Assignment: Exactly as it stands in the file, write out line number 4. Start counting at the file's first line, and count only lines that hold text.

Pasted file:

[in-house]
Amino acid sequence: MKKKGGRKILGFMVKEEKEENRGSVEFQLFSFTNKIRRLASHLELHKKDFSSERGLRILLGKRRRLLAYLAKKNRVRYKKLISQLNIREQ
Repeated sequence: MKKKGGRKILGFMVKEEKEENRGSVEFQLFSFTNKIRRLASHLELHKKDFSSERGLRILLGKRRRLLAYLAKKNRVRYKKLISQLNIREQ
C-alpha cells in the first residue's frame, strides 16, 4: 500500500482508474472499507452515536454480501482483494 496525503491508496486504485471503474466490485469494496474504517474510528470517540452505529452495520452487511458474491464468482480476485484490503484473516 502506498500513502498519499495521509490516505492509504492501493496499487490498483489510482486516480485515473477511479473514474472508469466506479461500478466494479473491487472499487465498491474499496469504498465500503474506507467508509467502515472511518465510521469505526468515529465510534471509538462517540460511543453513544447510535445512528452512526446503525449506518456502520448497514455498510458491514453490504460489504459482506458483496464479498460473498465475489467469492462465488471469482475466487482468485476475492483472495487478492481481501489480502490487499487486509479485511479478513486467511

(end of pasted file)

C-alpha cells in the first residue's frame, strides 16, 4: 500500500482508474472499507452515536454480501482483494 496525503491508496486504485471503474466490485469494496474504517474510528470517540452505529452495520452487511458474491464468482480476485484490503484473516 502506498500513502498519499495521509490516505492509504492501493496499487490498483489510482486516480485515473477511479473514474472508469466506479461500478466494479473491487472499487465498491474499496469504498465500503474506507467508509467502515472511518465510521469505526468515529465510534471509538462517540460511543453513544447510535445512528452512526446503525449506518456502520448497514455498510458491514453490504460489504459482506458483496464479498460473498465475489467469492462465488471469482475466487482468485476475492483472495487478492481481501489480502490487499487486509479485511479478513486467511